MDOM::Token::Whitespace   '  '
      MDOM::Token::Bare         'bar.h'
      MDOM::Token::Whitespace   '\t'
      MDOM::Token::Interpolation   '$(baz)'
      MDOM::Token::Whitespace      ' '
      MDOM::Token::Comment         '# hello!'
      MDOM::Token::Whitespace      '\n'
      MDOM::Token::Separator    '\t'
      MDOM::Token::Modifier     '@'
      MDOM::Token::Bare         'echo ...'
      MDOM::Token::Whitespace   '\n'

Compared to the previous example, here appears several new node types.

The variable interpolation $(baz) on the first line of the original makefile corresponds to a MDOM::Token::Interpolation node in its MDOM tree. Similarly, the comment # hello corresponds to a MDOM::Token::Comment node.

On the second line, the rule command indented by a tab character is still represented by a MDOM::Command object. Its first child node (or its first element) is also an MDOM::Token::Seperator instance corresponding to that tab. The command modifier @ follows the Separator immediately, which is of type MDOM::Token::Modifier.

Case 3

Now let's study a sample makefile with various global structures:

  a: b
  foo = bar
      # hello!

Here on the top level, there are three language structures: one rule "a: b", one assignment statement "foo = bar", and one comment # hello!.

Its MDOM tree is shown below:

      MDOM::Token::Bare                  'a'
      MDOM::Token::Separator            ':'
      MDOM::Token::Whitespace           ' '
      MDOM::Token::Bare                   'b'
      MDOM::Token::Whitespace           '\n'
      MDOM::Token::Bare                  'foo'
      MDOM::Token::Whitespace           ' '
      MDOM::Token::Separator            '='
      MDOM::Token::Whitespace           ' '
      MDOM::Token::Bare                  'bar'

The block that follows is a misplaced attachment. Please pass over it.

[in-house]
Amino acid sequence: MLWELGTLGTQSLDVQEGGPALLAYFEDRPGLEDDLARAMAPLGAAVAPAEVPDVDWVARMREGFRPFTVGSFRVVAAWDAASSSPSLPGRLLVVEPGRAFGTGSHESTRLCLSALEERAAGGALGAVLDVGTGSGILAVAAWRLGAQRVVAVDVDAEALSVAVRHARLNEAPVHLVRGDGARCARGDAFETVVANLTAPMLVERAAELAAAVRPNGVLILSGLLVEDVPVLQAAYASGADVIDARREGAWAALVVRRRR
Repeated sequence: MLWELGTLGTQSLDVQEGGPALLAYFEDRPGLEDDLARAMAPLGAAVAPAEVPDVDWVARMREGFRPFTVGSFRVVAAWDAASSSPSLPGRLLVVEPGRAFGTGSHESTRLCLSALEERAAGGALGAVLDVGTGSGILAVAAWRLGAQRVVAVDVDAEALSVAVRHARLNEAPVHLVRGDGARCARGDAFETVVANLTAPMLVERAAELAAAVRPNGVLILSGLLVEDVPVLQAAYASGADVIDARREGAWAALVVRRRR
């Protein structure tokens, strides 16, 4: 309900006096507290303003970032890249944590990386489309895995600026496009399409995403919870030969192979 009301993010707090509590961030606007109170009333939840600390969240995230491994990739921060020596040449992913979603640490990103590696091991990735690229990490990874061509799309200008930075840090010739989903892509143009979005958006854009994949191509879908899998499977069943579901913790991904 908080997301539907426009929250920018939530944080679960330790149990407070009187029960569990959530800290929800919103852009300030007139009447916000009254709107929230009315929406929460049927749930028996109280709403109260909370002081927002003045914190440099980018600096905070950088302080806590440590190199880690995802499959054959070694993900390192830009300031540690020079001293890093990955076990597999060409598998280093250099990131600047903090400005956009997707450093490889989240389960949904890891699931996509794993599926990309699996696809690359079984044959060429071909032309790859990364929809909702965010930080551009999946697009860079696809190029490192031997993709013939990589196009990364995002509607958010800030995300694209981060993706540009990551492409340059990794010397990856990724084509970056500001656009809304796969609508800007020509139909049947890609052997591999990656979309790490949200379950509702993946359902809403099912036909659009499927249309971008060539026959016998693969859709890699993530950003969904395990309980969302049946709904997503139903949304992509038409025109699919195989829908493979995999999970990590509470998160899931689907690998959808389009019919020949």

MDOM::Token::Whitespace           '\n'
    MDOM::Token::Whitespace            '\t'
    MDOM::Token::Comment               '# hello!'
    MDOM::Token::Whitespace            '\n'

We can see that below the root node MDOM::Document::Gmake, there are MDOM::Rule::Simple, MDOM::Assignment, and MDOM::Comment three elements, as well as two MDOM::Token::Whitespace objects.

It can be observed from the examples above that the MDOM representation for the makefile's lexical elements is rather loose. It only provides very limited structural representation instead of making a bad guess.


Generating an MDOM tree from a GNU makefile only requires two lines of Perl code:

    use MDOM::Document::Gmake;
    my $dom = MDOM::Document::Gmake->new('Makefile');

If the makefile source code being parsed is already stored in a Perl variable, say, $var, then we can construct an MDOM via the following code:

    my $dom = MDOM::Document::Gmake->new(\$var);

Now $dom becomes the reference to the root of the MDOM tree and its type is now MDOM::Document::Gmake, which is also an instance of the MDOM::Node class.

Just as mentioned above, MDOM::Node is the container for other MDOM::Element instances. So we can retrieve some element node's value via its child method:

    $node = $dom->child(3);
    # or $node = $dom->elements(0);

And we may also use the elements method to obtain the values of all the nodes:

    @elems = $dom->elements;

For every MDOM node, its corresponding makefile source can be generated by invoking its content method.


The current implemenation of the MDOM::Document::Gmake lexer is based on a hand-written state machie. Although the efficiency of the engine is not bad, the code is rather complicated and messy, which hurts both extensibility and maintanabilty. So it's expected to rewrite the parser using some grammatical tools like the Perl 6 regex engine Pugs::Compiler::Rule or a yacc-style one like Parse::Yapp.


You can always get the latest source code of this module from its GitHub repository:


If you want a commit bit, please let me know.


Zhang "agentzh" Yichun (章亦春) <agentzh@gmail.com>


Copyright 2006-2011 by Zhang "agentzh" Yichun (章亦春).

This library is free software; you can redistribute it and/or modify it under the same terms as Perl itself.


MDOM::Document, MDOM::Document::Gmake, PPI, Makefile::Parser::GmakeDB, makesimple.